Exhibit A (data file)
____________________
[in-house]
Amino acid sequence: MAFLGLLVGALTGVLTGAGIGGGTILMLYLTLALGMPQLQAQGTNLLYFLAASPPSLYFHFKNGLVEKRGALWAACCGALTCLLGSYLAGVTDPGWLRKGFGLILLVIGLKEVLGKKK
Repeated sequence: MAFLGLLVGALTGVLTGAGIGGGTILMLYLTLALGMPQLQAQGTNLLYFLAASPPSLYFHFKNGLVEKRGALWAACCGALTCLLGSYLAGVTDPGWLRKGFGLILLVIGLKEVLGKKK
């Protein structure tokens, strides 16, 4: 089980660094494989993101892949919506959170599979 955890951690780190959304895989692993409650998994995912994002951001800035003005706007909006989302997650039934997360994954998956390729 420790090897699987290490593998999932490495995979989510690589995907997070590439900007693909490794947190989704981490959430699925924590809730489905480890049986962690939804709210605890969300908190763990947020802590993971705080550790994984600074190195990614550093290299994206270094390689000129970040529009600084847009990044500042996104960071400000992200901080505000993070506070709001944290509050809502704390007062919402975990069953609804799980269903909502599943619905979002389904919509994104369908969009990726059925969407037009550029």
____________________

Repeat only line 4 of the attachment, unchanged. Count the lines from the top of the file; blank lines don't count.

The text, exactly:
């Protein structure tokens, strides 16, 4: 089980660094494989993101892949919506959170599979 955890951690780190959304895989692993409650998994995912994002951001800035003005706007909006989302997650039934997360994954998956390729 420790090897699987290490593998999932490495995979989510690589995907997070590439900007693909490794947190989704981490959430699925924590809730489905480890049986962690939804709210605890969300908190763990947020802590993971705080550790994984600074190195990614550093290299994206270094390689000129970040529009600084847009990044500042996104960071400000992200901080505000993070506070709001944290509050809502704390007062919402975990069953609804799980269903909502599943619905979002389904919509994104369908969009990726059925969407037009550029």